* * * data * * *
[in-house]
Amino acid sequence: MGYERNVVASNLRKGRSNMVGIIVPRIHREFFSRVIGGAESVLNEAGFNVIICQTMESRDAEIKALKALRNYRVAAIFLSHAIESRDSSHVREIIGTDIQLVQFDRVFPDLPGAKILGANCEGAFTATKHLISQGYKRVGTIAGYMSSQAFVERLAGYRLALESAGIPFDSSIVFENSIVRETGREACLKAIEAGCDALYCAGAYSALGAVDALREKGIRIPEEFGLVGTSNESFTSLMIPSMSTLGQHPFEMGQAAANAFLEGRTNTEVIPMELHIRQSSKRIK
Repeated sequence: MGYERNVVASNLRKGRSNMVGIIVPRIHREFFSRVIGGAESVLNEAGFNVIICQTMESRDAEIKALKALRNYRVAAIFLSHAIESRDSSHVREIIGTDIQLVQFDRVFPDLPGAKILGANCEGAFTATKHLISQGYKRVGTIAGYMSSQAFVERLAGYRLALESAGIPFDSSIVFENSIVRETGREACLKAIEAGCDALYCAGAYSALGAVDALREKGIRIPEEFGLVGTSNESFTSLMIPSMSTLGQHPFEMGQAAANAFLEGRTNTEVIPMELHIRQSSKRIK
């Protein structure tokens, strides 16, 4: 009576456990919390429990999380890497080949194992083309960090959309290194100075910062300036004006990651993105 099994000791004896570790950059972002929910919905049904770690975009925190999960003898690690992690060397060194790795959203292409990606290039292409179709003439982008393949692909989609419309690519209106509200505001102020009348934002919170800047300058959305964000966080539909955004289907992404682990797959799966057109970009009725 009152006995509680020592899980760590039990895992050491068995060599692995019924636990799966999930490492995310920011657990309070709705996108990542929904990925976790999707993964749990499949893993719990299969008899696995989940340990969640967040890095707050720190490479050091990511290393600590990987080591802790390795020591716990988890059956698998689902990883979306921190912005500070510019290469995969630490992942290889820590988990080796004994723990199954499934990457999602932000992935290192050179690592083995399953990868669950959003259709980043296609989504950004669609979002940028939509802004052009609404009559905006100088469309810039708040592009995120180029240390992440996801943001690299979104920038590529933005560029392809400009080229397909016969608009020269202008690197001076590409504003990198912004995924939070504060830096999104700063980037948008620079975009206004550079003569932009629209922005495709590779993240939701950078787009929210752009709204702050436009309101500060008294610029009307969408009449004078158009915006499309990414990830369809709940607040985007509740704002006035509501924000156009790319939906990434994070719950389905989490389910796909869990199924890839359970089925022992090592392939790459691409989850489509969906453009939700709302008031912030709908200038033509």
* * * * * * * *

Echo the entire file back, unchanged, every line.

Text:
[in-house]
Amino acid sequence: MGYERNVVASNLRKGRSNMVGIIVPRIHREFFSRVIGGAESVLNEAGFNVIICQTMESRDAEIKALKALRNYRVAAIFLSHAIESRDSSHVREIIGTDIQLVQFDRVFPDLPGAKILGANCEGAFTATKHLISQGYKRVGTIAGYMSSQAFVERLAGYRLALESAGIPFDSSIVFENSIVRETGREACLKAIEAGCDALYCAGAYSALGAVDALREKGIRIPEEFGLVGTSNESFTSLMIPSMSTLGQHPFEMGQAAANAFLEGRTNTEVIPMELHIRQSSKRIK
Repeated sequence: MGYERNVVASNLRKGRSNMVGIIVPRIHREFFSRVIGGAESVLNEAGFNVIICQTMESRDAEIKALKALRNYRVAAIFLSHAIESRDSSHVREIIGTDIQLVQFDRVFPDLPGAKILGANCEGAFTATKHLISQGYKRVGTIAGYMSSQAFVERLAGYRLALESAGIPFDSSIVFENSIVRETGREACLKAIEAGCDALYCAGAYSALGAVDALREKGIRIPEEFGLVGTSNESFTSLMIPSMSTLGQHPFEMGQAAANAFLEGRTNTEVIPMELHIRQSSKRIK
């Protein structure tokens, strides 16, 4: 009576456990919390429990999380890497080949194992083309960090959309290194100075910062300036004006990651993105 099994000791004896570790950059972002929910919905049904770690975009925190999960003898690690992690060397060194790795959203292409990606290039292409179709003439982008393949692909989609419309690519209106509200505001102020009348934002919170800047300058959305964000966080539909955004289907992404682990797959799966057109970009009725 009152006995509680020592899980760590039990895992050491068995060599692995019924636990799966999930490492995310920011657990309070709705996108990542929904990925976790999707993964749990499949893993719990299969008899696995989940340990969640967040890095707050720190490479050091990511290393600590990987080591802790390795020591716990988890059956698998689902990883979306921190912005500070510019290469995969630490992942290889820590988990080796004994723990199954499934990457999602932000992935290192050179690592083995399953990868669950959003259709980043296609989504950004669609979002940028939509802004052009609404009559905006100088469309810039708040592009995120180029240390992440996801943001690299979104920038590529933005560029392809400009080229397909016969608009020269202008690197001076590409504003990198912004995924939070504060830096999104700063980037948008620079975009206004550079003569932009629209922005495709590779993240939701950078787009929210752009709204702050436009309101500060008294610029009307969408009449004078158009915006499309990414990830369809709940607040985007509740704002006035509501924000156009790319939906990434994070719950389905989490389910796909869990199924890839359970089925022992090592392939790459691409989850489509969906453009939700709302008031912030709908200038033509």